I love to dance.

It’s how I learned about surrender and joy.

I’m not perfect… Every day I have to remember to put my stuff down so that I can dance, but now I know that I can if I just will.

 

Will you have the same experience in the same kind of place? I don’t know, I can’t give you an answer for that. What I do know is that God isn’t limited in the ways he can and will speak. He is creative and he knows that sometimes what we need most is to see him in the unlikely places, not where we’re used to looking for him.

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Gaming For Good

When I was seventeen I was a group leader for a youth event called 30 Hour Famine. During the Famine event youth didn’t eat for 30 hours and were involved in community service projects, parents and friends pledged money by the hour and at the end all of the funds raised were given to a foreign mission group.

People pledged without blinking an eye, this was a good thing that these kids were doing, right? Right!

What I remember most about that 30 hours is that being trapped in a room with a group of extremely hungry teenagers has to be the closest I’ve ever been to a real life Walking Dead situation.

 

sardinesThis weekend I spent 25 + hours with a group of teenagers who had gathered to support one of their peers as he gamed for 25 hours with an organization called Extra Life to raise funds for a children’s hospital.

When the young man told another leader and myself about this project I was really excited, I thought, “What a fantastic way to engage people where they are at and give greater purpose to something they are already doing and are already good at!” What came as a bit of a surprise to me was some other people’s reactions.

As we started spreading the word I heard a lot of what sounded something like this, “Oh. 25 hours of playing video games, what a HUGE sacrifice that must be!” accompanied by eye rolling and dripping with sarcasm.

The general feeling seems to be that its not really a service worth doing or perhaps not service at all if it’s not something sacrificial in a way that means we are dirty, sweaty, hungry or otherwise physically or mentally uncomfortable and I have to disagree with that way of thinking.

 

God made us and he said, “This is good work.” and then he made us good at all kinds of different things. This young man is good at gaming, it’s evidence of the way God created his brain. How he enjoys it is a part of the way God is communicating with him and I LOVE seeing him engage in opportunities to use how God made him to love other people. It was also awesome to see how his peers rallied around him to support him, to play with him, keep him company all night long.

We have to get out of this habit of compartmentalizing our lives into groups of “This is me”, “This is what I do for God”, and “This is what I do for work”. We also have to get out of the habit of looking at certain types of service and believing that they are the only real kinds of service.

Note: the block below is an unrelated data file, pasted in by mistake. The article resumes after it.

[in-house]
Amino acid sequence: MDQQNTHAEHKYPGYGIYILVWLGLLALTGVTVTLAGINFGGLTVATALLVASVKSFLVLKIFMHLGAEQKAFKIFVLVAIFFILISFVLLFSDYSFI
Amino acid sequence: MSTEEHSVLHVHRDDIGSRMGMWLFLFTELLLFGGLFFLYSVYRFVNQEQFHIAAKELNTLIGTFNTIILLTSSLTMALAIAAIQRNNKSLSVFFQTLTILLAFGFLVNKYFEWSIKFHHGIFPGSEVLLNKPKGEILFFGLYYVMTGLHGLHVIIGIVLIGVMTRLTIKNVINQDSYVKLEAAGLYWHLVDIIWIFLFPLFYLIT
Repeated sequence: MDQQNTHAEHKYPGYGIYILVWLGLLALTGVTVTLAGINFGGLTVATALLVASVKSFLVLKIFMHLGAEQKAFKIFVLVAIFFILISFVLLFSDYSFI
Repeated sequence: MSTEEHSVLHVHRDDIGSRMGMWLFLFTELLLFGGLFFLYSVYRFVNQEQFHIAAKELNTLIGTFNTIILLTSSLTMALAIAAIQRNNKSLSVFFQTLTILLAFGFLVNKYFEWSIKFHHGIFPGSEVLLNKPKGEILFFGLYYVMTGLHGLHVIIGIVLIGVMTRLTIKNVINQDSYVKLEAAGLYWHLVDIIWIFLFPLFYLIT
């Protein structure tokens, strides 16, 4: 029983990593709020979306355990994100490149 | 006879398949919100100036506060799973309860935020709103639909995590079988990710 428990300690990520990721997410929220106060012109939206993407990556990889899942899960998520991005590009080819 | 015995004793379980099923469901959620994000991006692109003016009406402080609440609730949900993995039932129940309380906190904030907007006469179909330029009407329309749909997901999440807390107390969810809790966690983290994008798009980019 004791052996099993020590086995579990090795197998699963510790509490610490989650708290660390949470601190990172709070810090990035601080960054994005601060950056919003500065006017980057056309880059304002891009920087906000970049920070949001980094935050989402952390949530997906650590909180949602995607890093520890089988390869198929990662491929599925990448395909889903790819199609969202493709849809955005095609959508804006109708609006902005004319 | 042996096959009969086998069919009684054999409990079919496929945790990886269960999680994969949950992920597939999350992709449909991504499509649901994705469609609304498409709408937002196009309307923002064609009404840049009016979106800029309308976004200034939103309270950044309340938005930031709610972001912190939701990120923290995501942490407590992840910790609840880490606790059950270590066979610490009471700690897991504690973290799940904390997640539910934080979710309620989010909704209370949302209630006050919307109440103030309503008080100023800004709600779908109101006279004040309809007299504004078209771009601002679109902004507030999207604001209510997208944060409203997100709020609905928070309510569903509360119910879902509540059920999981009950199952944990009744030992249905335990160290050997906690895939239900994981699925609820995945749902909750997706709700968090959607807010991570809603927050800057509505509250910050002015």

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Dear Mrs. Hall

Dear Mrs. Hall,
I work in youth ministry, it’s one of the things I’m most passionate about, so when your blog post directed at teenage girls showed up in my Facebook feed this morning it caught my attention and curiosity.
I’d like to preface this note by saying I am neither a mother or a married woman. I do not have a family of my own, but I am an Aunt to two precious nieces and four rough and tumble nephews and I hope and pray that I care for the youth I serve as if they were my own children. It is the deepest desire of my heart that the young men and women in my care are ceaselessly pointed towards the God who fearfully and wonderfully made them. And that they come to respect and care for the opposite sex the way God intended. I’d also like to make it clear that I am in NO WAY promoting the use of suggestive facebook (or any other social media for that matter) pictures.
That said, I was more than a little disappointed in your blog post. I respect, applaud, and admire your desire to raise young men who honor God and respect the young women in their lives, however, I’d like to suggest that there might be a better way to do that than the way you’ve chosen. Again, I know I’m not a parent and I’m fully aware that fact might discount my entire opinion for you. But your blog post reflects something I see happening in culture, not simply in parenting, and it concerns me.
First there’s the obvious double-standard that’s presented when you chastise (in a friendly way?) young women for their scantily clad photos on Facebook, while illustrating your blog post with topless photos of your male family members [Edit: Due to the overwhelmingly negative response to these photos Mrs. Hall has recently changed the blog post to only include fully clothed photos of her sons and removed or edited some of the statements commenters voiced concern over. While we appreciate this effort, the concerns we voice in this post remain the same.You can read the post in it’s original form here.] The comment thread on your blog indicates that I am not the only one to notice and be bothered by this mild form of hypocrisy. Let’s hope for the best and assume that we all have common sense and clearly understand that yes, there is a difference between young women imitating poses only naturally assumed by amateur sex-workers and young men enjoying a fun day at the beach, but as other commenters mentioned, given the tone of your blog post this seems like a really poor choice on your part. Especially considering that, for a woman who clearly values protecting the purity of the young male mind, you didn’t give a moments thought to the young men with same sex attractions who may come across these photos of your sons.